New Year’s Resolutions: Making Time
January 2, 2015
The clock has ticked over. The calendar page has turned. It is now 2015 (although I’m writing this in advance so it’s actually still 2014, so there’s that…). While people can start new projects or take up new resolutions at any time, there’s just a certain something about starting with a fresh new year. Starting is often the easy part, it’s finishing that can prove challenging. I think that’s because anything really worth doing requires that most precious of commodities: time.
Some years back I came upon the book The Indie Game Development Survival Guide by David Michael. It was one of the inspirations to me for setting out on my own creative course. Within its pages, I found many useful lessons and not just on computer game development. While game development is the focus of the book, much of what Mr. Michael writes about is applicable to any creative undertaking whether it be game design, other software development, fiction writing, blogging, composing, whatever.
While I learned a great deal from this book, one thing that stood out in particular was the difference between finding time and making time. As the book points out, people tend to say “I’ll do that when I find the time,” as if time was laying around and could be picked up. What stuck for me was the concept of making time. People lead busy lives. How often have you said there’s not enough hours in the day? And therein lies the crux of making time. We, each of us, must choose what we spend our valuable time on. Meeting with friends and family, working, watching television, reading, advancing our own projects.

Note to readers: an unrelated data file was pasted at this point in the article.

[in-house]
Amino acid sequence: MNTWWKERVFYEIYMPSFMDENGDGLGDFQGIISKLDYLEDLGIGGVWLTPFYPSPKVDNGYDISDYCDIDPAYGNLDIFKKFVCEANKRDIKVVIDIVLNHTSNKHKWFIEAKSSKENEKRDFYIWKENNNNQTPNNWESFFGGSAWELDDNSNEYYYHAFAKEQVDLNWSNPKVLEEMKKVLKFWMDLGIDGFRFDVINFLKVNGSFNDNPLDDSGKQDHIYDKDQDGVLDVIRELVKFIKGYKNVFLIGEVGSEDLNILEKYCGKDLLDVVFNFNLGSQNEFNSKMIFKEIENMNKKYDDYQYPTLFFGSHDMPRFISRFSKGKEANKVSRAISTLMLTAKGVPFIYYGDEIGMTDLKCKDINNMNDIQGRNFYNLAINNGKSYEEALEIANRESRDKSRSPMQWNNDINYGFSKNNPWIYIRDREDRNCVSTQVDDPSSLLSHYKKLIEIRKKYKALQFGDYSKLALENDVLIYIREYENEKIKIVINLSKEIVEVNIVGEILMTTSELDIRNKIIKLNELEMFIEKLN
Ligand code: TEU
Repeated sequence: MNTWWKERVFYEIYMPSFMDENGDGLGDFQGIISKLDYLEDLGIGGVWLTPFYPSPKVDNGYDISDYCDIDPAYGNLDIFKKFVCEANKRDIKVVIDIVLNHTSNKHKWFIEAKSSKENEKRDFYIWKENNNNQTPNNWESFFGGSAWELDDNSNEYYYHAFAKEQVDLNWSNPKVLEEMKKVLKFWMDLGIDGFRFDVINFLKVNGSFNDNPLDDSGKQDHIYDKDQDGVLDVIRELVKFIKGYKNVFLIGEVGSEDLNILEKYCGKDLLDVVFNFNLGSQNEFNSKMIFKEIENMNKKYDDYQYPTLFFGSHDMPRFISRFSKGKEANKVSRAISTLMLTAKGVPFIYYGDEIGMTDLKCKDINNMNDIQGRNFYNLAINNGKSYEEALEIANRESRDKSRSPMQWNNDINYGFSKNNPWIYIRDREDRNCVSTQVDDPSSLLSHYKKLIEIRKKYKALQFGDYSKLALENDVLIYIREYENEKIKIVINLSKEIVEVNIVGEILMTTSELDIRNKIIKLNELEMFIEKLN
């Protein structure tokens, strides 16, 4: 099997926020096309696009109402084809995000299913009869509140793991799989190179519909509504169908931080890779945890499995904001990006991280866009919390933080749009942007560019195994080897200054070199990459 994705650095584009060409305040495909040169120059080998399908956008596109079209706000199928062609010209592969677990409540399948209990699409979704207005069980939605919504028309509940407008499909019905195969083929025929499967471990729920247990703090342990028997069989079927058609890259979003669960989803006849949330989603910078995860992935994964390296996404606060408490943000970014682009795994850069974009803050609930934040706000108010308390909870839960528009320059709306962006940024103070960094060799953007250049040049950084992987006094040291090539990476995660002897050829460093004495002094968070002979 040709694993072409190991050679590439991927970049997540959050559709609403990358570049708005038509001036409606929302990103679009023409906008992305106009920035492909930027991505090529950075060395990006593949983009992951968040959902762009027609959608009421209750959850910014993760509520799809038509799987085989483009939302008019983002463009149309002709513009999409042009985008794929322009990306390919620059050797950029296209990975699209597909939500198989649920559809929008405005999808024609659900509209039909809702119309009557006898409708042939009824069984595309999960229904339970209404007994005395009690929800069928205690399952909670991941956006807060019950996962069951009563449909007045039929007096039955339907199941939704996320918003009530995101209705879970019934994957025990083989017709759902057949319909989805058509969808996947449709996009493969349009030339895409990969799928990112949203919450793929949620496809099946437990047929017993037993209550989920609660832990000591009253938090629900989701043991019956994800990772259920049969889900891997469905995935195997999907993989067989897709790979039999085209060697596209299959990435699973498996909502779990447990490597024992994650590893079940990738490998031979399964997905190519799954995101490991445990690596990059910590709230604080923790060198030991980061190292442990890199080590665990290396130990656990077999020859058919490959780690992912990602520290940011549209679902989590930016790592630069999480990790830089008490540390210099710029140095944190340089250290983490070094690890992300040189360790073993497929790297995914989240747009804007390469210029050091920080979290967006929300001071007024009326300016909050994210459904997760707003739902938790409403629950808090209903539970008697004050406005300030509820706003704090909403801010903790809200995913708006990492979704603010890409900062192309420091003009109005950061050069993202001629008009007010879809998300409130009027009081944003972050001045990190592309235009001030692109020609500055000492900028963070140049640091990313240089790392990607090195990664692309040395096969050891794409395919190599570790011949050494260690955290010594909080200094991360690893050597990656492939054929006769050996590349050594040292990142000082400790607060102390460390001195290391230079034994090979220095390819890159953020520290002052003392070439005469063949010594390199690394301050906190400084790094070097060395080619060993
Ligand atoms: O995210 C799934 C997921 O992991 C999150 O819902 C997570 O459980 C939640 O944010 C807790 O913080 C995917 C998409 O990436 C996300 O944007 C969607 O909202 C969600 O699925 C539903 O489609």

As the content on my other website, www.CubesComic.com, can attest, I’ve worked on creative projects for over a decade prior to jumping to them full time. During those years, I made the time to work on those projects. I made the choice to set aside an hour a day to devote to my comics, my programming, and my writing, building my skills and experience for the day when I could do something more.
To help keep myself going, I actually did, and do, track the time that I spend working on things. If I fell behind on my hours then I would work hard to get back on track. If I knew something was coming up, like a trip or a wedding to attend, I would “bank” hours ahead of time to stay the course.
An hour a day doesn’t seem like a lot of time. However, for me I found it was enough time to get a noticeable amount done in a day without ever feeling like a burden or stressing me out because it was just too much work. That said, in the early days it wasn’t always easy going. When I first started devoting time to my projects, I encountered two challenges.
Habits Before They’re Habits
When I first started trying to devote an hour a day to my projects, I wasn’t used to it. It wasn’t engrained. It wasn’t a habit. Whenever I start a new project there’s always a new excitement and enthusiasm for that project. That tends to wear off after the first couple of weeks and I’m left with the realization of “wow, this is going to be a lot of work.” Without that initial energy, it took an act of will to keep sitting down and keep pushing my projects forward. In those early days, more than one project fell by the wayside, never to be picked up again, simply because I couldn’t make myself invest time in it.